You should definitely try these games yourself. More Blocks With Letters On is, as one reviewer put it, "freakishly difficult." Some of the letters change before you can place them, so of course it's even harder to figure out the words. Try the first one first, before the sequel. And then let your kid show you how to play the second one.

I know I haven't been blogging as much lately - that's summer for ya. But I have tons of ideas, tips and resources up my sleeve. I'll post more often, I promise. In the meantime, thanks for visiting the site. I appreciate everyone who finds this blog, and enjoys it. Thanks for coming.

Wednesday, August 5, 2009

Books for boys

One of our recent posts listed stuff boys like.

Here's another look at those categories, with some reading choices for each one. I also encourage you to post your own suggestions in the Comments.

Gross stuff
Here are some suitably gross books boys love.
Walter the Farting Dog, by William Kotzwinkle, Glenn Murray, and Audrey Colman;

Capt. Underpants, by Dav Pilkey (not my favourite - but boys love them);

Grossology, by Sylvia Branzei (there's a whole series including Animal Grossology and Virtual Grossology);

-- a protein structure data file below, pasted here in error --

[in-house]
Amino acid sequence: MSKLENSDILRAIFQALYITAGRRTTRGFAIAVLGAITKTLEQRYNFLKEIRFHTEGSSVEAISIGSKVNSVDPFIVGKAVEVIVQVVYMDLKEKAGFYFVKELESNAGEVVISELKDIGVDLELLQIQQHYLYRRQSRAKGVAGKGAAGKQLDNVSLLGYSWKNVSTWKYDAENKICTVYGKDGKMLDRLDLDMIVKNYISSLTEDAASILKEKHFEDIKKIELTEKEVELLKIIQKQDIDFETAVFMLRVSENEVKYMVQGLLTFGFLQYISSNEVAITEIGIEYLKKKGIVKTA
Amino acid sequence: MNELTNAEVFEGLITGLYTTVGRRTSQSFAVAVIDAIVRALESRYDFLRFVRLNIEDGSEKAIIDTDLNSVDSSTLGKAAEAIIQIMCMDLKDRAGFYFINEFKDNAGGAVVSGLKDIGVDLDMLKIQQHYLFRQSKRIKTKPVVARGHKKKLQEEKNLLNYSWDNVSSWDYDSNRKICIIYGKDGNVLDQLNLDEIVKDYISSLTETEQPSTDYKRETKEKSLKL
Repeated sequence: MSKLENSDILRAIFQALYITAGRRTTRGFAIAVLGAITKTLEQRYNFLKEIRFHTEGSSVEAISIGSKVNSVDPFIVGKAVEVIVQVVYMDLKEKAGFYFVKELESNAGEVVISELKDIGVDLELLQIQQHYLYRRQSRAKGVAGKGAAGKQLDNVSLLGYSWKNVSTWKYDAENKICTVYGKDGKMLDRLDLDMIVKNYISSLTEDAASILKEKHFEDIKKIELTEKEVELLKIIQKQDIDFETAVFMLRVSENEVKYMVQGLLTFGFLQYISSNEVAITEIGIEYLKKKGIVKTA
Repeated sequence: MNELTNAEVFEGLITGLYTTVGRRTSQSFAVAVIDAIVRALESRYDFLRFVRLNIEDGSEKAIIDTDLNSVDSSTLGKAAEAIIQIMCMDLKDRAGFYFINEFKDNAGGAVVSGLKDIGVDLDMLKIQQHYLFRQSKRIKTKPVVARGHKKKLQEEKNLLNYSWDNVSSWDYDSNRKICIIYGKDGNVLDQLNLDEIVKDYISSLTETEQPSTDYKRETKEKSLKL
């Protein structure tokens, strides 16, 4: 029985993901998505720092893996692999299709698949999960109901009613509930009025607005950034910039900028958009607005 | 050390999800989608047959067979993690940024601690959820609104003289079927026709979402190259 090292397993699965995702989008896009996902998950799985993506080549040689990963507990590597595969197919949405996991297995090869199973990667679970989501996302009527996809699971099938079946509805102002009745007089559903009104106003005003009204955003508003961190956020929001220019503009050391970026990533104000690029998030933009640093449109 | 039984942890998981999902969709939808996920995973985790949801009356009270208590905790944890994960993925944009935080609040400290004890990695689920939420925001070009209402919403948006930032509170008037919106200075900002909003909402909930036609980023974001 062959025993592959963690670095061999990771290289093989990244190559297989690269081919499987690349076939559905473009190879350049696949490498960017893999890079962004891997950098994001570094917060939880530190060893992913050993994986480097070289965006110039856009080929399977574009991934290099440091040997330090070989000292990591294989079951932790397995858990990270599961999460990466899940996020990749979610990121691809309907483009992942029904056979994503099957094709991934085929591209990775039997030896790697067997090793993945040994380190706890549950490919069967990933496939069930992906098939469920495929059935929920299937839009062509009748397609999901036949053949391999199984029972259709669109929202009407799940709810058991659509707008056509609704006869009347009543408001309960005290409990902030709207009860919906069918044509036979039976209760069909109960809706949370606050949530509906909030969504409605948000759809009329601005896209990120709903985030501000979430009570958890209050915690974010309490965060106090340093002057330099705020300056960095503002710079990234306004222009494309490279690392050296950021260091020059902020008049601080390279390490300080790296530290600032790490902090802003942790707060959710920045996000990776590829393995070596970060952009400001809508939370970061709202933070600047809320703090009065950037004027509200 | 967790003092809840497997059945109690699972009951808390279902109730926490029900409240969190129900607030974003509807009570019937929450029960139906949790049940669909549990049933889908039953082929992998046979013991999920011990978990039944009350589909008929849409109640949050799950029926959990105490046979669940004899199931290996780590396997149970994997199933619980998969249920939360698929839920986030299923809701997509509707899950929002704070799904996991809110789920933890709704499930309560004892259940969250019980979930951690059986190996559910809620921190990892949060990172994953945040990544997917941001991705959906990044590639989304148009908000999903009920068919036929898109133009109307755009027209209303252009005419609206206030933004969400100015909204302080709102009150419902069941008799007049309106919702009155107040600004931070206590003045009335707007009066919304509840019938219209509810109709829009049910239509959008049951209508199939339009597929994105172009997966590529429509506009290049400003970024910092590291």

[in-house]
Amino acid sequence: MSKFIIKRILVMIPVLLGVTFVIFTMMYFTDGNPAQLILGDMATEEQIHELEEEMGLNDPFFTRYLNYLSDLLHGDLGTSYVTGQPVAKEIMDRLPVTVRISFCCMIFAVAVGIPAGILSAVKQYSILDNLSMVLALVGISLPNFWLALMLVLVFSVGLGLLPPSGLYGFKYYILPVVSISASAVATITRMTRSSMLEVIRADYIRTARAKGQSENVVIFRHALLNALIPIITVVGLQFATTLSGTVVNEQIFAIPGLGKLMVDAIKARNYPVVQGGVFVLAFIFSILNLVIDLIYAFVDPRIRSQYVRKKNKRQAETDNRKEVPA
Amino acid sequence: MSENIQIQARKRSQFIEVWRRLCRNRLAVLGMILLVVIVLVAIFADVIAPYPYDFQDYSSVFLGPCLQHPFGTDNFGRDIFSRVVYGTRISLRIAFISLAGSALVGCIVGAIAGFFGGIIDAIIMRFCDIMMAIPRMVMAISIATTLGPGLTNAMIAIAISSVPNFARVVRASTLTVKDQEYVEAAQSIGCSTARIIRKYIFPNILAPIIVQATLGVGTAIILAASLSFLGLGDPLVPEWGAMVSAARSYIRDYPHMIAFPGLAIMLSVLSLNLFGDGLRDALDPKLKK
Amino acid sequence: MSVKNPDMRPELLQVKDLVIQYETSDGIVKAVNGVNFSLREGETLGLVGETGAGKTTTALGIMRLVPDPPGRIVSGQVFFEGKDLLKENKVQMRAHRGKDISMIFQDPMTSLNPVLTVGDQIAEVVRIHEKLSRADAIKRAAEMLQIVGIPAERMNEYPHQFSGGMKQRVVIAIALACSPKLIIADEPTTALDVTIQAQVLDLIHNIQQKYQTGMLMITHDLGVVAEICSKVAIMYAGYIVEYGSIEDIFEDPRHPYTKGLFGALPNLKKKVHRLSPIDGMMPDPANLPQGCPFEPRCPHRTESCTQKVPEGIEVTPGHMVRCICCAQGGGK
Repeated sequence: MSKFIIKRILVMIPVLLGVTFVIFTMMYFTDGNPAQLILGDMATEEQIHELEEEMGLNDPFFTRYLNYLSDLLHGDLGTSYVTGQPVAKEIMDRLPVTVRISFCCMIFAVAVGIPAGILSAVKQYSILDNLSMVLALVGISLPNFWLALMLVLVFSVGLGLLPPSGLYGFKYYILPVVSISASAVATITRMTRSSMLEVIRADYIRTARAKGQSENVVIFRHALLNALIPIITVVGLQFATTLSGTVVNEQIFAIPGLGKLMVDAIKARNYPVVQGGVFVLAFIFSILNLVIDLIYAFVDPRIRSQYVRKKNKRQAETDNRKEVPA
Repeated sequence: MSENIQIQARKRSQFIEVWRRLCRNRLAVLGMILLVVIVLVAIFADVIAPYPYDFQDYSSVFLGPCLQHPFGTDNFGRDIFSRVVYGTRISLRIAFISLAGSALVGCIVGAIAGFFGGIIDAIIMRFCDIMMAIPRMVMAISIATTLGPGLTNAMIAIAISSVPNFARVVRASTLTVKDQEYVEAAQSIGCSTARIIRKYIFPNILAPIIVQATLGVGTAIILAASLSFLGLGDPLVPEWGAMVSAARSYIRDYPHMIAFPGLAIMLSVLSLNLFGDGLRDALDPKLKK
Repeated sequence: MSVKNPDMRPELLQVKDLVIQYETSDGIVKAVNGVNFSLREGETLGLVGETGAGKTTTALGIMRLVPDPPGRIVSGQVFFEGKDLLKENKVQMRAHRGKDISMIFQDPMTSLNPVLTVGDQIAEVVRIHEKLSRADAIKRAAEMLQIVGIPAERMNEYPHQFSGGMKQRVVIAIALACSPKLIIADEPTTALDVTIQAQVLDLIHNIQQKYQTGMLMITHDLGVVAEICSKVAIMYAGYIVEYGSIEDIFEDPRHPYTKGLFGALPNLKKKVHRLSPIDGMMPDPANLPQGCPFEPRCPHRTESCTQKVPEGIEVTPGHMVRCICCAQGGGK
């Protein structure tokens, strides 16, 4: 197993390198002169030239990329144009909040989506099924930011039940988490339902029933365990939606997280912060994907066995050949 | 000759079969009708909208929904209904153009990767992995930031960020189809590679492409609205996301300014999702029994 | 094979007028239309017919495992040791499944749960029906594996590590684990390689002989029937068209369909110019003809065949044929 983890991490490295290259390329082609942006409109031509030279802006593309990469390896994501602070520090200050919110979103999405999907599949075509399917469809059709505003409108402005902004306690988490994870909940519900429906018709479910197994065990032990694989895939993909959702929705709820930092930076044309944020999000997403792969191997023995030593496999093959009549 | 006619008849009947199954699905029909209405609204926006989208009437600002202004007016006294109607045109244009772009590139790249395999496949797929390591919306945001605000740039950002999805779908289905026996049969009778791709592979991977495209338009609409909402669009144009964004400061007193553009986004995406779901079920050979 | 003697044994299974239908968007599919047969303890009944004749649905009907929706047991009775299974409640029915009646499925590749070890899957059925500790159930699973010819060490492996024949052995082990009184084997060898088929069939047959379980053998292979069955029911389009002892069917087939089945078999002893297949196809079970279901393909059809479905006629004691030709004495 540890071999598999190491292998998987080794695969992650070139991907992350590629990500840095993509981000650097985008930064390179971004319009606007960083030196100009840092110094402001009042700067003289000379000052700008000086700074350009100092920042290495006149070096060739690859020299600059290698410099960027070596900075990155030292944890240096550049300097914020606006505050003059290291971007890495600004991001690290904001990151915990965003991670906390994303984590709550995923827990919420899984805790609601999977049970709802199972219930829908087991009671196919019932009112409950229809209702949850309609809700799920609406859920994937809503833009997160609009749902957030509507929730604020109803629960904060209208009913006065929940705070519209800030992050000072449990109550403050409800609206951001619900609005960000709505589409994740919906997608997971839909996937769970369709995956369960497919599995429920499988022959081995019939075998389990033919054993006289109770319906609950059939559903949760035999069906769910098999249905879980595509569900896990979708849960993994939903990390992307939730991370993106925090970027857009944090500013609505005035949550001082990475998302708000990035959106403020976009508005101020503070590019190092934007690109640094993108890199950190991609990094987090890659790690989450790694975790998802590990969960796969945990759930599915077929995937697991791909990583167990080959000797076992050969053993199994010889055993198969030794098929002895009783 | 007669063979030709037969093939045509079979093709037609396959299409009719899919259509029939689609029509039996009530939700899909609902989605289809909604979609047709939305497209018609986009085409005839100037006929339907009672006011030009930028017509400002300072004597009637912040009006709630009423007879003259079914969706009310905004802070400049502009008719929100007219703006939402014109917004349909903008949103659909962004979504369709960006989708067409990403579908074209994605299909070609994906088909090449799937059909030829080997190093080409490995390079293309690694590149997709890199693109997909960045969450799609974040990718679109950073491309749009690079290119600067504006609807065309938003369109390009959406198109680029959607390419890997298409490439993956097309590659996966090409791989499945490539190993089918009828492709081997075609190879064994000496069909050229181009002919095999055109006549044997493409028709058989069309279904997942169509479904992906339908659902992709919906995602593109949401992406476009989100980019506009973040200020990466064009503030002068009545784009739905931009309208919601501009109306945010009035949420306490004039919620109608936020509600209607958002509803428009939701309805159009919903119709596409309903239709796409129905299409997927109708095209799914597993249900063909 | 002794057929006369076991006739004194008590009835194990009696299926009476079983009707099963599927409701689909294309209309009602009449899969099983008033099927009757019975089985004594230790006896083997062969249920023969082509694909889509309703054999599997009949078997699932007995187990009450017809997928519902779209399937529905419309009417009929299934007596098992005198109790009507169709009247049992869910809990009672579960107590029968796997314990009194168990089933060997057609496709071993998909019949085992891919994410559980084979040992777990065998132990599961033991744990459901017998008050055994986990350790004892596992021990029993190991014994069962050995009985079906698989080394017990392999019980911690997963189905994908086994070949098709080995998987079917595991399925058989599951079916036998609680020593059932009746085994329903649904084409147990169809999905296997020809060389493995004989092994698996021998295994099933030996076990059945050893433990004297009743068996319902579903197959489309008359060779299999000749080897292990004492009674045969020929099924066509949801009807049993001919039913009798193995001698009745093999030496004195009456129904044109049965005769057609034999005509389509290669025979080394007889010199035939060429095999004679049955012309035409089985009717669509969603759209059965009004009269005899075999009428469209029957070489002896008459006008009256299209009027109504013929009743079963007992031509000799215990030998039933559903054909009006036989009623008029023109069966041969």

The Gas We Pass (The Story of Farts), by Shinta Cho; and

Oh, Yuck! The Encyclopedia of Everything Nasty.

Lots of boys like to read about wars, especially WWII.

Paschendaele: Canada's Triumph and Tragedy on the Fields of Flanders, by Norman Leach - This book flew off the shelves during our school book fair. (There's also a movie starring Paul Gross.)

Also, see "Superheroes" below. (Superheros spend their days fighting. Punching. Being punched. It's a living.)

Boys love joke books. Joke books are best purchased rather than borrowed from the library, because kids will refer to them again and again. Ask the staff at your local bookstore for a popular one, and then for pete's sake read a few of the jokes before you buy it to make sure that they're age-appropriate but even more importantly, that they're funny - because you'll be hearing them. Again. And again. And again.

Boys also like funny or silly stories. For instance, Chester by Melanie Watt, is a picture book in which the author's cat, Chester, scratches out and rewrites the story to his advantage.

Books that my son confirms are "hilarious," are The Weird School series by Dan Gutman (Miss Daisy is Crazy is the first one) and the extremely popular Diary of a Wimpy Kid series by Jeff Kinney.